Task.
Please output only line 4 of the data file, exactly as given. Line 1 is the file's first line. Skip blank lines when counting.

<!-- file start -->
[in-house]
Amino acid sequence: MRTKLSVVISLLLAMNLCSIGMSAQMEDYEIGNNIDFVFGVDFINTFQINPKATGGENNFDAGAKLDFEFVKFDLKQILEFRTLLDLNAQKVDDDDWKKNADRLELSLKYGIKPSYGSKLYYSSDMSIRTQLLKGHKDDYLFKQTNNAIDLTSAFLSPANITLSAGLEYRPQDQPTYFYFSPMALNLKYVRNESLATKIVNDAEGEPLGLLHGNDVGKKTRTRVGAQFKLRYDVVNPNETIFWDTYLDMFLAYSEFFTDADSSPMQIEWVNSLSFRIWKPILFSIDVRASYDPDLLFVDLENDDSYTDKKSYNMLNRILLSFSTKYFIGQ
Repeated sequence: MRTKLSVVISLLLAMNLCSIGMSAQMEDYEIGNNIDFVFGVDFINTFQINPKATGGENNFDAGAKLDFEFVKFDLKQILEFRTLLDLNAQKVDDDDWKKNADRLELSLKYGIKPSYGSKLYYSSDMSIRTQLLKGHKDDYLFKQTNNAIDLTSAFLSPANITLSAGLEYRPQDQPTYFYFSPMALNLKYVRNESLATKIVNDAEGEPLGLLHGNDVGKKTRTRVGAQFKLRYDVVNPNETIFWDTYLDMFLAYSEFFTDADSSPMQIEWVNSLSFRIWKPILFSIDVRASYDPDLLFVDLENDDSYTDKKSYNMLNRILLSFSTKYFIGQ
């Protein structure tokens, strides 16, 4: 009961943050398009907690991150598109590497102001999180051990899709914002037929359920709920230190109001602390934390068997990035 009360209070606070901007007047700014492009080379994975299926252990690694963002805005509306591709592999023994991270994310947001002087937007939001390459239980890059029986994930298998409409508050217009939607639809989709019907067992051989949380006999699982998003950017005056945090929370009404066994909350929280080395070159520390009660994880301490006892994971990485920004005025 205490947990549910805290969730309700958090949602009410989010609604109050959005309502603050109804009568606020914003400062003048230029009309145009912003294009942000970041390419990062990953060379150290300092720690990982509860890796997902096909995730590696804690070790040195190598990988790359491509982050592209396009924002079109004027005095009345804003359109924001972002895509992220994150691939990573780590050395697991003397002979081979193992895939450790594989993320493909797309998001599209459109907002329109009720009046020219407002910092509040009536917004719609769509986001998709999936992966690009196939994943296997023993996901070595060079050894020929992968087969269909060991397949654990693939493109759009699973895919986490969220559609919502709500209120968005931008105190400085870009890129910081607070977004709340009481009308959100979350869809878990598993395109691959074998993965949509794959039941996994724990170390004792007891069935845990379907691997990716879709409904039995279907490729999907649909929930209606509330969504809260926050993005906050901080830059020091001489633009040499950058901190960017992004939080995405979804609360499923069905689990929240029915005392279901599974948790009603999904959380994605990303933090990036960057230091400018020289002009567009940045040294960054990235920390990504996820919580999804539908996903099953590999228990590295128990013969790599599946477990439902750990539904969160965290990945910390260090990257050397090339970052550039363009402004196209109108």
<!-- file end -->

């Protein structure tokens, strides 16, 4: 009961943050398009907690991150598109590497102001999180051990899709914002037929359920709920230190109001602390934390068997990035 009360209070606070901007007047700014492009080379994975299926252990690694963002805005509306591709592999023994991270994310947001002087937007939001390459239980890059029986994930298998409409508050217009939607639809989709019907067992051989949380006999699982998003950017005056945090929370009404066994909350929280080395070159520390009660994880301490006892994971990485920004005025 205490947990549910805290969730309700958090949602009410989010609604109050959005309502603050109804009568606020914003400062003048230029009309145009912003294009942000970041390419990062990953060379150290300092720690990982509860890796997902096909995730590696804690070790040195190598990988790359491509982050592209396009924002079109004027005095009345804003359109924001972002895509992220994150691939990573780590050395697991003397002979081979193992895939450790594989993320493909797309998001599209459109907002329109009720009046020219407002910092509040009536917004719609769509986001998709999936992966690009196939994943296997023993996901070595060079050894020929992968087969269909060991397949654990693939493109759009699973895919986490969220559609919502709500209120968005931008105190400085870009890129910081607070977004709340009481009308959100979350869809878990598993395109691959074998993965949509794959039941996994724990170390004792007891069935845990379907691997990716879709409904039995279907490729999907649909929930209606509330969504809260926050993005906050901080830059020091001489633009040499950058901190960017992004939080995405979804609360499923069905689990929240029915005392279901599974948790009603999904959380994605990303933090990036960057230091400018020289002009567009940045040294960054990235920390990504996820919580999804539908996903099953590999228990590295128990013969790599599946477990439902750990539904969160965290990945910390260090990257050397090339970052550039363009402004196209109108």